Jury Rules for Defendant in $80 Million Perfume Trade Secret Case

After a five week trial, a federal jury in New Jersey found that the fragrance company Mane USA Inc. had not conspired with a former Givaudan Fragrances Corp. perfumer to misappropriate over 600 trade secret Givaudan formulas.

James Krivda was a perfumer with Givaudan who created fragrances such as Celine Dion Enchanting and Britney Spears Fantasy.  He was the vice president of the company’s perfumery division.

Givaudan is the world’s largest fragrance company, with annual revenues over $4 billion.

Krivda left the company in 2008 and joined Mane USA.  Mane’s parent company is Mane SA, which employs 35 people in 30 countries and had sales of $841 million in 2012.

Givaudan claimed that as Krivda was leaving the company he printed out and took with him hundreds of trade secret formulas with the intent to use them at Mane.  Krivda said that he shredded the documents.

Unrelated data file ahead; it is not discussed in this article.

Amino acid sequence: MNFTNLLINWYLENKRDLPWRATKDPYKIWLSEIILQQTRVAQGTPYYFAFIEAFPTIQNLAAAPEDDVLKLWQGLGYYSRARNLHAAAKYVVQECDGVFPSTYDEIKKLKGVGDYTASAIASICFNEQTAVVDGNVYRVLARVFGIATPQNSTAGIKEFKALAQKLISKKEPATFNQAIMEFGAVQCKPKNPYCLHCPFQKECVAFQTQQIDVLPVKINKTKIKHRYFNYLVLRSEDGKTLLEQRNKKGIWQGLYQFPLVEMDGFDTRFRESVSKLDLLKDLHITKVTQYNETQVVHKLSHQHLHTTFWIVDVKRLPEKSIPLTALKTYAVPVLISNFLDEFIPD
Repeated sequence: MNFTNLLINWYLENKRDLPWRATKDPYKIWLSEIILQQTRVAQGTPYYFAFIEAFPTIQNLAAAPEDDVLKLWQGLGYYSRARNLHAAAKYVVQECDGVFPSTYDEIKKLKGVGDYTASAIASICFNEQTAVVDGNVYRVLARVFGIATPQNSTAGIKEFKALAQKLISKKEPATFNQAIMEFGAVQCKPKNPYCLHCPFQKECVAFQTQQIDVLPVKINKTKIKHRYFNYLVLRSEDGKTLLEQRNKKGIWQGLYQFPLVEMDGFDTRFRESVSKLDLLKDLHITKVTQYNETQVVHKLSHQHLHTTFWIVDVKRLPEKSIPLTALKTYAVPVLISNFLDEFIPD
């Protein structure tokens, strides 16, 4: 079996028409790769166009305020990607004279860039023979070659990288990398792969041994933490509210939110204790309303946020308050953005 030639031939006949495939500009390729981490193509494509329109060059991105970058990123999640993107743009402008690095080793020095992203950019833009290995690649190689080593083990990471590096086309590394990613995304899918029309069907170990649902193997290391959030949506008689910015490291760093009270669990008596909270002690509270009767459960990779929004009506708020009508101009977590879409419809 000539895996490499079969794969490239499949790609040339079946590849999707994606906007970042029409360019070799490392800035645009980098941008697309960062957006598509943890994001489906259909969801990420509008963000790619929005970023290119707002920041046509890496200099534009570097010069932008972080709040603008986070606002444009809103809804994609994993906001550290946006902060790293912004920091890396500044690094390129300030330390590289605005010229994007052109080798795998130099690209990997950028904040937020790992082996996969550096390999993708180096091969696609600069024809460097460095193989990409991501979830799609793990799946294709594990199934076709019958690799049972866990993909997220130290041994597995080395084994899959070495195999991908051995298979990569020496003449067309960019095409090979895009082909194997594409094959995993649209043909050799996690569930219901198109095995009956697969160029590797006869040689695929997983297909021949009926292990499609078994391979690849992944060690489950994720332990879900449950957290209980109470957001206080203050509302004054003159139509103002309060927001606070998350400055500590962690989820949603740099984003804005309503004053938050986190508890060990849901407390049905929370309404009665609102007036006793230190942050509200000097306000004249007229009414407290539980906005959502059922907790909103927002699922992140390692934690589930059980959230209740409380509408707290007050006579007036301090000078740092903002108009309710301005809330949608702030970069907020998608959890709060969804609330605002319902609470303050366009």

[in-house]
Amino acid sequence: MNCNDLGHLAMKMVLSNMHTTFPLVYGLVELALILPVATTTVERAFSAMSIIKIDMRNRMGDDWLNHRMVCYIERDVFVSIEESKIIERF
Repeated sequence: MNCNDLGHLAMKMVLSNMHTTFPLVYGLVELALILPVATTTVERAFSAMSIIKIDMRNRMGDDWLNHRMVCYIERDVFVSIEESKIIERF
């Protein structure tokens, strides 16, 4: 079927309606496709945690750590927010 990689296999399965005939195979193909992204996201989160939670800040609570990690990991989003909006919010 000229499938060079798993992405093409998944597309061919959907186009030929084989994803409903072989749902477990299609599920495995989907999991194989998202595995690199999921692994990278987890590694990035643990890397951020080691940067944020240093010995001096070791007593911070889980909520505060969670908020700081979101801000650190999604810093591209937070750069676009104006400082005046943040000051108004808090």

Krivda was also accused of taking trade secrets such as “head space” analyses prepared by a Gevaudan perfumer, and gas chromotographies used to analyze products.

Givaudan sued Krivda months after he left, saying that 38 of the stolen formulas appeared as similarly or identically named Mane fragrances.

Givaudan contended that its formulas were worth $80 million and threatened to bring criminal trade theft charges against Krivda.

Krivda and Mane denied the trade secret theft allegations and the ensuing litigation lasted five years.

In October of 2013, Mane obtained a partial summary judgment on Givaudan’s cause of action for computer fraud, since Krivda was authorized to access Givaudan’s proprietary database even though he was not allowed to print documents.

The remaining cases of action were addressed at the jury trial.

According to Krivda’s lawyer, his legal team was able to prove that the formulas Krivda created for Mane were independently developed and not stolen from Givaudan.

Stay up-to-date on the latest Intellectual Property Law news from Sheldon Mak & Anderson.


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